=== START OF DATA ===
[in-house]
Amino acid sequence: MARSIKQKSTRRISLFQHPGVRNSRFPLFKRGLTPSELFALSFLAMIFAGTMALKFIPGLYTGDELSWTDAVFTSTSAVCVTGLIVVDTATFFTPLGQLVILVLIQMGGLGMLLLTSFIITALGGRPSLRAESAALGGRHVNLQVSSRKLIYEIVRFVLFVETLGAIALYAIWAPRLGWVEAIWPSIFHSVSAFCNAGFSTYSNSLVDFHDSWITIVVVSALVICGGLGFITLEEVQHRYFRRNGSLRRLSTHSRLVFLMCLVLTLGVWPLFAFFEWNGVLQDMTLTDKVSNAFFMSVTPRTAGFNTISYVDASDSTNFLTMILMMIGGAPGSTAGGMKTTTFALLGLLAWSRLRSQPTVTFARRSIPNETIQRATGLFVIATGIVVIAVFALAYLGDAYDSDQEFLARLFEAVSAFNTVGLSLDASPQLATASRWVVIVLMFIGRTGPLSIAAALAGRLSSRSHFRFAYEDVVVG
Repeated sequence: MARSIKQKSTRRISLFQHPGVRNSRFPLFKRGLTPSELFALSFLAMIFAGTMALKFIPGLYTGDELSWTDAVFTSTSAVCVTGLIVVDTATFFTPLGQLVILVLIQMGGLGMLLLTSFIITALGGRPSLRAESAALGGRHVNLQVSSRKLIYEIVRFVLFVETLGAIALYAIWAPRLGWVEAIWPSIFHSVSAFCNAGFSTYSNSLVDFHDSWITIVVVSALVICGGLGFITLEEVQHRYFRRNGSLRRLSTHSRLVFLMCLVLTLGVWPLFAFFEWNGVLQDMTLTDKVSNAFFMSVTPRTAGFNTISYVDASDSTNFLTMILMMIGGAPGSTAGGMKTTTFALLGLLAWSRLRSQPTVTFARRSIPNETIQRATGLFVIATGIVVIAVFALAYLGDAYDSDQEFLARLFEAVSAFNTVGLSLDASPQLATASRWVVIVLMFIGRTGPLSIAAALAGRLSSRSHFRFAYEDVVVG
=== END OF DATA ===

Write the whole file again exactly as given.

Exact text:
[in-house]
Amino acid sequence: MARSIKQKSTRRISLFQHPGVRNSRFPLFKRGLTPSELFALSFLAMIFAGTMALKFIPGLYTGDELSWTDAVFTSTSAVCVTGLIVVDTATFFTPLGQLVILVLIQMGGLGMLLLTSFIITALGGRPSLRAESAALGGRHVNLQVSSRKLIYEIVRFVLFVETLGAIALYAIWAPRLGWVEAIWPSIFHSVSAFCNAGFSTYSNSLVDFHDSWITIVVVSALVICGGLGFITLEEVQHRYFRRNGSLRRLSTHSRLVFLMCLVLTLGVWPLFAFFEWNGVLQDMTLTDKVSNAFFMSVTPRTAGFNTISYVDASDSTNFLTMILMMIGGAPGSTAGGMKTTTFALLGLLAWSRLRSQPTVTFARRSIPNETIQRATGLFVIATGIVVIAVFALAYLGDAYDSDQEFLARLFEAVSAFNTVGLSLDASPQLATASRWVVIVLMFIGRTGPLSIAAALAGRLSSRSHFRFAYEDVVVG
Repeated sequence: MARSIKQKSTRRISLFQHPGVRNSRFPLFKRGLTPSELFALSFLAMIFAGTMALKFIPGLYTGDELSWTDAVFTSTSAVCVTGLIVVDTATFFTPLGQLVILVLIQMGGLGMLLLTSFIITALGGRPSLRAESAALGGRHVNLQVSSRKLIYEIVRFVLFVETLGAIALYAIWAPRLGWVEAIWPSIFHSVSAFCNAGFSTYSNSLVDFHDSWITIVVVSALVICGGLGFITLEEVQHRYFRRNGSLRRLSTHSRLVFLMCLVLTLGVWPLFAFFEWNGVLQDMTLTDKVSNAFFMSVTPRTAGFNTISYVDASDSTNFLTMILMMIGGAPGSTAGGMKTTTFALLGLLAWSRLRSQPTVTFARRSIPNETIQRATGLFVIATGIVVIAVFALAYLGDAYDSDQEFLARLFEAVSAFNTVGLSLDASPQLATASRWVVIVLMFIGRTGPLSIAAALAGRLSSRSHFRFAYEDVVVG